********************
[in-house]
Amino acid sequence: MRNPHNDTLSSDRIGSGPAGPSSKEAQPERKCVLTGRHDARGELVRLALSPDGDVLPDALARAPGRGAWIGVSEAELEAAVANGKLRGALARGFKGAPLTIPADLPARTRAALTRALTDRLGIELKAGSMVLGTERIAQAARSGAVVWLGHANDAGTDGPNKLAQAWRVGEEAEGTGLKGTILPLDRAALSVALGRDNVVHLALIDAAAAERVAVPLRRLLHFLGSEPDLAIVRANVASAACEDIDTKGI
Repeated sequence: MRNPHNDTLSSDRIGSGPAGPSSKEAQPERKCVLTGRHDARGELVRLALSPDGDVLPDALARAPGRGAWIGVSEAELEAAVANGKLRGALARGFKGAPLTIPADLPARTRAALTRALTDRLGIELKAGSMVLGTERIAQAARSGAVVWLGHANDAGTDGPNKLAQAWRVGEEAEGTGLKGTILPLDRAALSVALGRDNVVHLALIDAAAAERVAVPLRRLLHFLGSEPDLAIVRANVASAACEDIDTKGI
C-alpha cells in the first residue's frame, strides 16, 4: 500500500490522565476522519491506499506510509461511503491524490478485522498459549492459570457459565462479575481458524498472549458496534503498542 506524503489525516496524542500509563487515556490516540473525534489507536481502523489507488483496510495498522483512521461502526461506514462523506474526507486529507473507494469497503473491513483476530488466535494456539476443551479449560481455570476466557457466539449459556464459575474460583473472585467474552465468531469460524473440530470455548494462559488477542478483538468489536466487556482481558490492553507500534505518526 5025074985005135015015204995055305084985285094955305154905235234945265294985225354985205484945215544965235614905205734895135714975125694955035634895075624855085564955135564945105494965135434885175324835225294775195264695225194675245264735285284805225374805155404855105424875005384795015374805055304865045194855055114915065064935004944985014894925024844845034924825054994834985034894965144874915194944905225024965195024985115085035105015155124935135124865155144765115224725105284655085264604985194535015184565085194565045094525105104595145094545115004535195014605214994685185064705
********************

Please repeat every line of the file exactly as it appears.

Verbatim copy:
[in-house]
Amino acid sequence: MRNPHNDTLSSDRIGSGPAGPSSKEAQPERKCVLTGRHDARGELVRLALSPDGDVLPDALARAPGRGAWIGVSEAELEAAVANGKLRGALARGFKGAPLTIPADLPARTRAALTRALTDRLGIELKAGSMVLGTERIAQAARSGAVVWLGHANDAGTDGPNKLAQAWRVGEEAEGTGLKGTILPLDRAALSVALGRDNVVHLALIDAAAAERVAVPLRRLLHFLGSEPDLAIVRANVASAACEDIDTKGI
Repeated sequence: MRNPHNDTLSSDRIGSGPAGPSSKEAQPERKCVLTGRHDARGELVRLALSPDGDVLPDALARAPGRGAWIGVSEAELEAAVANGKLRGALARGFKGAPLTIPADLPARTRAALTRALTDRLGIELKAGSMVLGTERIAQAARSGAVVWLGHANDAGTDGPNKLAQAWRVGEEAEGTGLKGTILPLDRAALSVALGRDNVVHLALIDAAAAERVAVPLRRLLHFLGSEPDLAIVRANVASAACEDIDTKGI
C-alpha cells in the first residue's frame, strides 16, 4: 500500500490522565476522519491506499506510509461511503491524490478485522498459549492459570457459565462479575481458524498472549458496534503498542 506524503489525516496524542500509563487515556490516540473525534489507536481502523489507488483496510495498522483512521461502526461506514462523506474526507486529507473507494469497503473491513483476530488466535494456539476443551479449560481455570476466557457466539449459556464459575474460583473472585467474552465468531469460524473440530470455548494462559488477542478483538468489536466487556482481558490492553507500534505518526 5025074985005135015015204995055305084985285094955305154905235234945265294985225354985205484945215544965235614905205734895135714975125694955035634895075624855085564955135564945105494965135434885175324835225294775195264695225194675245264735285284805225374805155404855105424875005384795015374805055304865045194855055114915065064935004944985014894925024844845034924825054994834985034894965144874915194944905225024965195024985115085035105015155124935135124865155144765115224725105284655085264604985194535015184565085194565045094525105104595145094545115004535195014605214994685185064705